After 20 years as a stopover on cruise routes, in September the Caribbean port of Limón became a boarding port for cruise ship passengers. And in the first few months of the season, the port attracted nearly 60 cruise ships, the Atlantic Port Authority’s (JAPDEVA) reported this week.
Each ship carried an average of 2,076 passengers. The cruise ship season in the Caribbean usually runs through May.
For the first departing cruise of the season, in September, a total of 1,189 tourists — 95 percent of them Ticos — boarded the Monarch. Previously, local tourists had to fly to ports in Panama, Mexico or Florida to board cruise ships.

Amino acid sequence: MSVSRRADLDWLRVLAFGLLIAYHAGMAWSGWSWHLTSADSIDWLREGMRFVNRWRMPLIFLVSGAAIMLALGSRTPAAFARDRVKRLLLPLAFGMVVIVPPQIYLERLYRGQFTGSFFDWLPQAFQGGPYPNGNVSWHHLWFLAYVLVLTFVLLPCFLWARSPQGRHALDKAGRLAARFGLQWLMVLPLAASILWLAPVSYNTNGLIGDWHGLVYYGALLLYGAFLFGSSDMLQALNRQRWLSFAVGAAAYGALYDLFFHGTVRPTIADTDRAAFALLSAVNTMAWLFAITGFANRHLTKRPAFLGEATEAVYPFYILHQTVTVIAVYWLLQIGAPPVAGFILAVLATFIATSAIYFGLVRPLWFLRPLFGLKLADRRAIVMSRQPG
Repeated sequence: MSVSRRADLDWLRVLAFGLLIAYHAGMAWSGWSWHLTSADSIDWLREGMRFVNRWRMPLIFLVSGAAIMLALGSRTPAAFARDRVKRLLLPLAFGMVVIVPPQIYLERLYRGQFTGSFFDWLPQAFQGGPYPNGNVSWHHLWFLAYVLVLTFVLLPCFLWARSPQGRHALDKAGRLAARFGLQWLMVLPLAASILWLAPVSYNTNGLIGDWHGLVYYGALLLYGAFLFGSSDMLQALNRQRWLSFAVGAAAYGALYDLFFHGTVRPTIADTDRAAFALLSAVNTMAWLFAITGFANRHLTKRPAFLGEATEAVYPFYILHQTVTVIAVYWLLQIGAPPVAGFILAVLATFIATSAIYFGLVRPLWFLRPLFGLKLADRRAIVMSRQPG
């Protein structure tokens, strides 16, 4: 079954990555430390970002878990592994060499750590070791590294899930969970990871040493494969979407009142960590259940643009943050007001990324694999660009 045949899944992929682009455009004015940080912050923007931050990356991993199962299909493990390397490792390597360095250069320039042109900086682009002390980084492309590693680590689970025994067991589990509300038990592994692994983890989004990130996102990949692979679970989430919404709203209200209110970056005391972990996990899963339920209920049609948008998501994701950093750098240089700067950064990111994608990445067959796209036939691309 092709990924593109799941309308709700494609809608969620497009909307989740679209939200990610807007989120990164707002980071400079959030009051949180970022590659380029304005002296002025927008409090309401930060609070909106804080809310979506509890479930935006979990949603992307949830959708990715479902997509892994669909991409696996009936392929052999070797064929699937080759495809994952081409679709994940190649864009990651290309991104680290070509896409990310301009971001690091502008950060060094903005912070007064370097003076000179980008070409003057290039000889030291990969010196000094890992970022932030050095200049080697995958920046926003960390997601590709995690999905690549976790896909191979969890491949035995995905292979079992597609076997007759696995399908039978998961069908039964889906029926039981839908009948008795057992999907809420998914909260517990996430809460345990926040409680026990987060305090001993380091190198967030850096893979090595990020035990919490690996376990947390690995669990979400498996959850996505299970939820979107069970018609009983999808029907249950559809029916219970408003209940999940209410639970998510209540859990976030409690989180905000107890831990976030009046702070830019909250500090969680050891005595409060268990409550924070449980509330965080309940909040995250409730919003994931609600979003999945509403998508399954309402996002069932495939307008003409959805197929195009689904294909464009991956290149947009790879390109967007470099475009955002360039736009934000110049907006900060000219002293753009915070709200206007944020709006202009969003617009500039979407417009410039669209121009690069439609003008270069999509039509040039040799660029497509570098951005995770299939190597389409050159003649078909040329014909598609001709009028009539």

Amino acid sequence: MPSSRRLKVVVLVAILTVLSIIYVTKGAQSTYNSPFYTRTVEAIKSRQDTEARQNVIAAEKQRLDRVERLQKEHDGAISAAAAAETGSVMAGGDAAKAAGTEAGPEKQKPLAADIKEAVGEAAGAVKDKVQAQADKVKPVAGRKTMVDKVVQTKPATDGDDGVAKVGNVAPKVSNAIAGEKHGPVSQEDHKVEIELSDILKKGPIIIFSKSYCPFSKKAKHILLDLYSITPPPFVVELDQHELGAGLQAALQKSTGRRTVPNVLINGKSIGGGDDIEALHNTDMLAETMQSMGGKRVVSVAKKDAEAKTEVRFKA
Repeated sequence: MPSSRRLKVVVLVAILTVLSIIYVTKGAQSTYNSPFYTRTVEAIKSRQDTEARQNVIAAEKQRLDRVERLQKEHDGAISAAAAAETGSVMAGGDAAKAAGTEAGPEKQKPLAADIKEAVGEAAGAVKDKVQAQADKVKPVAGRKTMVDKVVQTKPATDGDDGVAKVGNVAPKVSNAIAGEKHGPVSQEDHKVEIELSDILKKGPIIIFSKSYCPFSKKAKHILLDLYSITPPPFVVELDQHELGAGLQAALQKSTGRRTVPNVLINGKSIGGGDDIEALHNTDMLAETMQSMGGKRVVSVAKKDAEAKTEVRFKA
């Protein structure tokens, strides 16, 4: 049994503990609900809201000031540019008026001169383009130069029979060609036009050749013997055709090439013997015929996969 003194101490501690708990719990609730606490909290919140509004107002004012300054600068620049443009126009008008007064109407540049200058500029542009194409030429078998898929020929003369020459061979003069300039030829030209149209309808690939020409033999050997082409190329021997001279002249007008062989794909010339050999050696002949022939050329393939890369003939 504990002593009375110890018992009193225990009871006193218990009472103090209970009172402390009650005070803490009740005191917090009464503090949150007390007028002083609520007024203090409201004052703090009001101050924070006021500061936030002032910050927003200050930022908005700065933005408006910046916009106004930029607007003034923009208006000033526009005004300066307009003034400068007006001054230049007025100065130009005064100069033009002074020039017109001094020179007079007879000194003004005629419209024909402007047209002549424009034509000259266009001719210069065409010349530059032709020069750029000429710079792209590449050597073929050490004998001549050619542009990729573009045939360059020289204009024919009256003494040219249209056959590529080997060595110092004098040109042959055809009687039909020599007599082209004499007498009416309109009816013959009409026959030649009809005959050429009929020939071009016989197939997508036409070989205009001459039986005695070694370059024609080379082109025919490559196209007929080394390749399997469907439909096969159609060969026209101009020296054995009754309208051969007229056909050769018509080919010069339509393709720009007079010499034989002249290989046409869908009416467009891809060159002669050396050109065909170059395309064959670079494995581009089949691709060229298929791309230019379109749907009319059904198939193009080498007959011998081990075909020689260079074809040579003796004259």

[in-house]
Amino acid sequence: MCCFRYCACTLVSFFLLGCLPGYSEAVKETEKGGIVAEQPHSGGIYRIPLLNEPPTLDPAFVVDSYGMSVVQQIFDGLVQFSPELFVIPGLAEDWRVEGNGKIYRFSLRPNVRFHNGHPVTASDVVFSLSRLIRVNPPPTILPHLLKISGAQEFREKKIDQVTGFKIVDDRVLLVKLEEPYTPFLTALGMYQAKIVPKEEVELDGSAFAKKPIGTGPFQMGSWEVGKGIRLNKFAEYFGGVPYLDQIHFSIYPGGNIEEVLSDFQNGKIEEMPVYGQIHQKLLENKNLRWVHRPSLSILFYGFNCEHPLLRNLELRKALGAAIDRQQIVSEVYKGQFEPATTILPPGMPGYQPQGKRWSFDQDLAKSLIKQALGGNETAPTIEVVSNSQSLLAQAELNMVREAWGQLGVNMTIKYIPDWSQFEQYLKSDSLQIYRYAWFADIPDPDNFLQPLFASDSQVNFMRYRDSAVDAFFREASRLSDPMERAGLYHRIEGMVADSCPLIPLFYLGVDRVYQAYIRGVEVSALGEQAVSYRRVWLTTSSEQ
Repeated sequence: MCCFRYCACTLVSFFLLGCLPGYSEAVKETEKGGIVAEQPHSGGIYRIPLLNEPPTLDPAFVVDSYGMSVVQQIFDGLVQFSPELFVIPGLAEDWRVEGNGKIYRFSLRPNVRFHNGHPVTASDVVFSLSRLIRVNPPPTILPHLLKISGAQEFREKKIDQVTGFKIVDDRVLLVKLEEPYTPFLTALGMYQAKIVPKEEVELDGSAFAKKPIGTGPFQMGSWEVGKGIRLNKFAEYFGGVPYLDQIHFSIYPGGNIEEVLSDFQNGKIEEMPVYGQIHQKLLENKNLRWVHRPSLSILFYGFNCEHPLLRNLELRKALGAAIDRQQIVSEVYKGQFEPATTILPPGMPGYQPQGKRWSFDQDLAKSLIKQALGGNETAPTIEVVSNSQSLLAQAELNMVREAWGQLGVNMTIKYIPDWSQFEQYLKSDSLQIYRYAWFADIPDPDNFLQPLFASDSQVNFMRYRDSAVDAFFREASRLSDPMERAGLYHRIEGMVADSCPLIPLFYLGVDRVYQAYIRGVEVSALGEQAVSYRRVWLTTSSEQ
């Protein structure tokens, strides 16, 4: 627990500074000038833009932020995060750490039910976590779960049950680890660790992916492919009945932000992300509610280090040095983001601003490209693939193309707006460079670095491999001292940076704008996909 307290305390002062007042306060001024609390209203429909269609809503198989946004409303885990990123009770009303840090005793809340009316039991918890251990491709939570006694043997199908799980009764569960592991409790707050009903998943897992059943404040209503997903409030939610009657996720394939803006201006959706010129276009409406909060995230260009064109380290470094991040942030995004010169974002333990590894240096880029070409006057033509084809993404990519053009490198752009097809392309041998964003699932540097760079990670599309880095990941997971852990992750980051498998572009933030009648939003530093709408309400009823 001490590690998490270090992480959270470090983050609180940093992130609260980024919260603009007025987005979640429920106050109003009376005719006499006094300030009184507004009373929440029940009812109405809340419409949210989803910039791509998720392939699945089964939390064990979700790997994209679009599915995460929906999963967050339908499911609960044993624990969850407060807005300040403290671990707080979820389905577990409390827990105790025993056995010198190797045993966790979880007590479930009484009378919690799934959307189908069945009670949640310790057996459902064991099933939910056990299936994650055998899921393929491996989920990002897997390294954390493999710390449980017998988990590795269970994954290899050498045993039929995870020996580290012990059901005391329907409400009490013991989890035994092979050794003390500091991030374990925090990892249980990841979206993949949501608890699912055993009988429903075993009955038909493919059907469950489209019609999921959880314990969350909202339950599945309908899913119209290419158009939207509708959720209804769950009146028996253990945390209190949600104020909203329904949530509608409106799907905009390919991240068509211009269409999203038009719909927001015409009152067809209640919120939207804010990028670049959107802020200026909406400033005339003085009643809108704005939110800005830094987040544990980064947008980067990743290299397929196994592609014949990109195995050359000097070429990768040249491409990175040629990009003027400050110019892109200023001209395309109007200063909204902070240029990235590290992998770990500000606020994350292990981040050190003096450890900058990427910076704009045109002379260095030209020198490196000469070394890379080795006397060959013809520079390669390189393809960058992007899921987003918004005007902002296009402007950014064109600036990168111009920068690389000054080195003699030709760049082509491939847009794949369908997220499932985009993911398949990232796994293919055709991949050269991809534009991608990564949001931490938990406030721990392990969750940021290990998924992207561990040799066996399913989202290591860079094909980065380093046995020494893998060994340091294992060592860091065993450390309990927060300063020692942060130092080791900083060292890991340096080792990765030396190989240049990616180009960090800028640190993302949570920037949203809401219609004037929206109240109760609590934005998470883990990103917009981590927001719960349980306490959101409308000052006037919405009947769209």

JAPDEVA officials say the tally of visitors is likely to increase substantially over the holidays and into the first few weeks of January.
The Limón port’s new status as a boarding port promises new jobs for the Caribbean province, which has one of the highest unemployment rates in the country.